The Mission:
To help make communities more welcoming to people affected by disability through the use of universal design.

The potential to improve the lives of individuals and families with disabilities is what motivates us.
That said, it's important to recognize that universal design is beneficial for everyone.

Our “Design-Share-Support” Model:

Design new homes.

The inclusion of people affected by disability into the design of housing is almost always an afterthought. This is what drives us to create design plans for universally accessible homes. (What about designing other things?)

Explore our design process.

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Share design plans with communities near & far.

It’s rare to find examples of universal design done well. We’re working to change that. We want universal design to be accessible to as many people as possible, so we share our design plans for anyone to use, anywhere. The plans will be available on this website, and we’re exploring ideas for in-person outreach.

Read about our vision.

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Support efforts to build lots of new homes.

While design is a big piece of the puzzle, the design plans alone may not be enough for successful implementation of universally accessible homes. We offer support that includes training and problem-solving about how to best accommodate people with specific disabilities.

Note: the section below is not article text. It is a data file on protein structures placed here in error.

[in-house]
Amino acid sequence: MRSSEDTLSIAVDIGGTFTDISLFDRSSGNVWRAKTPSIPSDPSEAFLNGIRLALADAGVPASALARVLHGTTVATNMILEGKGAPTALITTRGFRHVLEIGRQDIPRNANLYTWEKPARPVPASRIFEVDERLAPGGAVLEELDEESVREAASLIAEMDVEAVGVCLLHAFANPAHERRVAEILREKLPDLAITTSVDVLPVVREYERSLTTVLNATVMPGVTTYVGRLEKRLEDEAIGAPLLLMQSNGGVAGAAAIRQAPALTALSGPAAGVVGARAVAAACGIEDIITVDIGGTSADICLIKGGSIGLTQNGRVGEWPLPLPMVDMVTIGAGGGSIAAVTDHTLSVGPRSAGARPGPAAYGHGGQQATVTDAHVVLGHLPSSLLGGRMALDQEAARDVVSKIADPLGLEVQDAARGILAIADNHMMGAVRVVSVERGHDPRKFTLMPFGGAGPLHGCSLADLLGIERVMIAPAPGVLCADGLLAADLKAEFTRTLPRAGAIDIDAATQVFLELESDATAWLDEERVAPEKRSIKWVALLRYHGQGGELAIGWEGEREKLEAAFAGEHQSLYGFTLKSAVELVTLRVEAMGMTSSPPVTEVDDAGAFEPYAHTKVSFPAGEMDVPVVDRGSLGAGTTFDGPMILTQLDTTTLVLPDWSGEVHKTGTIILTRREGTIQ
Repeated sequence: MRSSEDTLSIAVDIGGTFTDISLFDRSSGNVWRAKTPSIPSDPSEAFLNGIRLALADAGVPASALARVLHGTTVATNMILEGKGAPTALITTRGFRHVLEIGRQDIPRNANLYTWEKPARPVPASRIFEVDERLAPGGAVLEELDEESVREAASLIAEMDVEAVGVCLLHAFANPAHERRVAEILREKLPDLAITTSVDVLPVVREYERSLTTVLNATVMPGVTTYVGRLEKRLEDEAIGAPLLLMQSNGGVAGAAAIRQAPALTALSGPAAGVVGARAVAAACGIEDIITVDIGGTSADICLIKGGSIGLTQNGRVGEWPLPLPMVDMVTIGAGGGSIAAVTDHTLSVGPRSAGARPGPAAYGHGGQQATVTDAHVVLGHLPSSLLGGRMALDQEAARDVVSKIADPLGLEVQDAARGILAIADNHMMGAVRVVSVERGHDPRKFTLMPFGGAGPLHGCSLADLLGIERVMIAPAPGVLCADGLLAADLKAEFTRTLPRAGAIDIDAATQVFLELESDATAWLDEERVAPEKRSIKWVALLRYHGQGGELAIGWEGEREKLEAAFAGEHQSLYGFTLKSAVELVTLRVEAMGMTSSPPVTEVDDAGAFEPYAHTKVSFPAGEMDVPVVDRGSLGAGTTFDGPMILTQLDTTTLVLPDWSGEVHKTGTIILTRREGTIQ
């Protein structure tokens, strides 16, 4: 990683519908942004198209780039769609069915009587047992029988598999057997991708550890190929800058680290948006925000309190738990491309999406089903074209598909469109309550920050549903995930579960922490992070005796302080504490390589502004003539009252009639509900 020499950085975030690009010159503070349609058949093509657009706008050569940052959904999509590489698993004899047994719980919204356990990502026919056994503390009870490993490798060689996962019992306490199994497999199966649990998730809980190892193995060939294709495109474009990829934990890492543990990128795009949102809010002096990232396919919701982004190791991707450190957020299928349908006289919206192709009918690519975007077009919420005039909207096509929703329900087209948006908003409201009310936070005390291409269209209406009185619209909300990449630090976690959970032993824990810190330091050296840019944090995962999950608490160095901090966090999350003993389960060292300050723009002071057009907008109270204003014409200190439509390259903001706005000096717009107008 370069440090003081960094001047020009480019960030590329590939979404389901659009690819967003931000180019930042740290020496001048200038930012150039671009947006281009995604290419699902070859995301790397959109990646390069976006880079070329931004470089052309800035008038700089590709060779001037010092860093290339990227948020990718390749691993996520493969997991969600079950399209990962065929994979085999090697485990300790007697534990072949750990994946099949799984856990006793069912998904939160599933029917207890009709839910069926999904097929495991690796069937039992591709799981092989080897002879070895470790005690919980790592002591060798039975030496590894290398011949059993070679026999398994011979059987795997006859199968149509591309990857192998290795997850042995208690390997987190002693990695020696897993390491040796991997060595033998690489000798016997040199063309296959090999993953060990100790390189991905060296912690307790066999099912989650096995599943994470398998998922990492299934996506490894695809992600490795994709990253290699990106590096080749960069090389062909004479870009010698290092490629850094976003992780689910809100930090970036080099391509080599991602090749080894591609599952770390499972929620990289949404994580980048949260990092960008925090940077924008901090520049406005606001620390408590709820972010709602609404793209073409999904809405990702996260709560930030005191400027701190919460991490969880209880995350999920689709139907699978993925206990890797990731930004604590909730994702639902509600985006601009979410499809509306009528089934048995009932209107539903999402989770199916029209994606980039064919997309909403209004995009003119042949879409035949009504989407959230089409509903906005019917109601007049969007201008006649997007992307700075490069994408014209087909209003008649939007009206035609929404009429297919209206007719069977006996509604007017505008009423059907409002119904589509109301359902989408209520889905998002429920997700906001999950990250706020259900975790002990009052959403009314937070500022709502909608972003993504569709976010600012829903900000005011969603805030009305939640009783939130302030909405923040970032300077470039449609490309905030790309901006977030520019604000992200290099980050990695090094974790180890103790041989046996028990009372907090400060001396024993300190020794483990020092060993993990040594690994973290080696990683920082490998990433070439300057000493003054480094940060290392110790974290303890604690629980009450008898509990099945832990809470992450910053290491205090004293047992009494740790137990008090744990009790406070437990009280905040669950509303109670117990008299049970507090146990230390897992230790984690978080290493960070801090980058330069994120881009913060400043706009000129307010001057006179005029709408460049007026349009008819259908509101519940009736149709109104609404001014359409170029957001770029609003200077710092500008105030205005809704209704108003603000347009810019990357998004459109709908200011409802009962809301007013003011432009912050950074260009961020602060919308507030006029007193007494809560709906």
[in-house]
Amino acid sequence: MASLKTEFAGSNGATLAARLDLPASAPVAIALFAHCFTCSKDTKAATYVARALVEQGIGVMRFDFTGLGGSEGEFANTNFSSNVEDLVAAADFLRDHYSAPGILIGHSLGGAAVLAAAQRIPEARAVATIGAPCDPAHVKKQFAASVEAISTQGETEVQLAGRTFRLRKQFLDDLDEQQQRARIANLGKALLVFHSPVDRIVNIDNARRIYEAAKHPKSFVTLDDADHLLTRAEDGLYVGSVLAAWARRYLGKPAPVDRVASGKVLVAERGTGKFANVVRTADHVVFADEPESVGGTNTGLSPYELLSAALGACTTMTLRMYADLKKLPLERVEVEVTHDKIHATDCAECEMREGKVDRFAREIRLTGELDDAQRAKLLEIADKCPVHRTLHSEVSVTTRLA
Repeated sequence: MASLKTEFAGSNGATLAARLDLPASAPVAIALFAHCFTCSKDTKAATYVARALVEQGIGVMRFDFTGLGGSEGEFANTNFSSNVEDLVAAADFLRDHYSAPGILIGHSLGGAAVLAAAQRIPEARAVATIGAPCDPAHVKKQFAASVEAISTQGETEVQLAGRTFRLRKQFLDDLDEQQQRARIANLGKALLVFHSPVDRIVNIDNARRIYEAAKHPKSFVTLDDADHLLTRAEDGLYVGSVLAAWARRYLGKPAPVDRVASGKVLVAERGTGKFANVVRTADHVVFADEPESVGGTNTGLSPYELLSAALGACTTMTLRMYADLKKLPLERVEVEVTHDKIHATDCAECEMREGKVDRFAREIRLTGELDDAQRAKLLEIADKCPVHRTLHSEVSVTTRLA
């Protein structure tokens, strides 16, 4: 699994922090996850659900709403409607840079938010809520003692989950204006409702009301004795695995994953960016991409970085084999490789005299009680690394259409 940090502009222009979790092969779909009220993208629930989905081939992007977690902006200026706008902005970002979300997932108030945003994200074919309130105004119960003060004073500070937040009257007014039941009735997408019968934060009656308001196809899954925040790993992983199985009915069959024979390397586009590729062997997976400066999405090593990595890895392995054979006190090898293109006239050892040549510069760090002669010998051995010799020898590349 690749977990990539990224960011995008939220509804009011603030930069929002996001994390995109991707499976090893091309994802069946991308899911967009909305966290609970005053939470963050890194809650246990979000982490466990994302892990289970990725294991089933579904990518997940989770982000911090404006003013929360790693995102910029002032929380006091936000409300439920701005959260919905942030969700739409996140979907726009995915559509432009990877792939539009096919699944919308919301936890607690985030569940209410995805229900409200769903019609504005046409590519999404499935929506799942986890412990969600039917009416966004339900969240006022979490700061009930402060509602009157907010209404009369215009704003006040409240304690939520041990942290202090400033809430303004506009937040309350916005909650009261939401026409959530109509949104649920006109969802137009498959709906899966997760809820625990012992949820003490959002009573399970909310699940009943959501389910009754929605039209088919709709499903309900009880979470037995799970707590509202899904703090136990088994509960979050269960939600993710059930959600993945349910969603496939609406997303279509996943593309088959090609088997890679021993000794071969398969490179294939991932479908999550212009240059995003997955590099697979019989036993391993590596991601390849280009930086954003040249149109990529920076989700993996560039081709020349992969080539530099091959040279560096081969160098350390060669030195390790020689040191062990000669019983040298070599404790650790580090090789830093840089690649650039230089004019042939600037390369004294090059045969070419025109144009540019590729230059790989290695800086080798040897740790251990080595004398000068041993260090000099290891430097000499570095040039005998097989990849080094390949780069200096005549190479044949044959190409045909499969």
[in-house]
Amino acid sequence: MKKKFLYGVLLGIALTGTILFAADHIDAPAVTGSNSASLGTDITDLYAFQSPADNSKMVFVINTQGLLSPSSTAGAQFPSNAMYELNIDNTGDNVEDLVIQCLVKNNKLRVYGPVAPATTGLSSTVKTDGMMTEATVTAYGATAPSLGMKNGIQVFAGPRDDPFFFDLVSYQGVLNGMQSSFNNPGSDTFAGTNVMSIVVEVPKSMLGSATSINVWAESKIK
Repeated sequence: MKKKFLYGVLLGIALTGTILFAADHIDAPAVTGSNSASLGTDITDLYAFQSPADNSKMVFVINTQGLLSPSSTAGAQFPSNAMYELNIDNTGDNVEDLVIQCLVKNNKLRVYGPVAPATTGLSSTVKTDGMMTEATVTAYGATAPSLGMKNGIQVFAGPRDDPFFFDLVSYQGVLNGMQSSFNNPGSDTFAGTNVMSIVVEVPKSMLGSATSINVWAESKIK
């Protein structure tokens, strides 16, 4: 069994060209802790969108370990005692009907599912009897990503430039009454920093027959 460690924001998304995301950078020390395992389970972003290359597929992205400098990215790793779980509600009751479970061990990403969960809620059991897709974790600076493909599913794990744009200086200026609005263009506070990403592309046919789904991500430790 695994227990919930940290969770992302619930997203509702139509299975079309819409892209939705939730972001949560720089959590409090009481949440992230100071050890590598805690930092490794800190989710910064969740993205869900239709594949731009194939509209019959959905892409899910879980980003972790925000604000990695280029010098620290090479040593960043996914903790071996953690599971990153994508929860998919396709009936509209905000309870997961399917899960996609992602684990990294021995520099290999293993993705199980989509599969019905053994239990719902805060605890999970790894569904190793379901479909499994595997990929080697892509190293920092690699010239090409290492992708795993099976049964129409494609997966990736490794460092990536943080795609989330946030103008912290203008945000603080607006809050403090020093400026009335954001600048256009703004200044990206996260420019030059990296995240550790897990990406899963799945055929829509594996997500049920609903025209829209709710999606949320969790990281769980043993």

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What about fixing inaccessibility?

We don’t do accessibility modifications. Instead, we design things that don’t need to be fixed. Our hope is to help facilitate change on a systems level. However, we understand the need and are looking into ways that our support can be helpful to organizations that do assist with modifications.

What about designing other things?

Right now we’re focused on housing. Our model can be applied to the design of anything, but we only focus on designing things that can be replicated at scale. The next step will likely be related to activities. Both are major areas of opportunity for improving the lives of people affected by disability.

Why do this as a nonprofit?

Because funding needs to come from sources other than consumers to effectively minimize exclusion in design. We believe that collaboration between design professionals, health care professionals, human service professionals, and people affected by disability is incredibly important. This level of collaboration is unrealistic to do in the private sector, largely due to costs that would have to be absorbed by consumers, many of whom can’t afford it, but need it the most.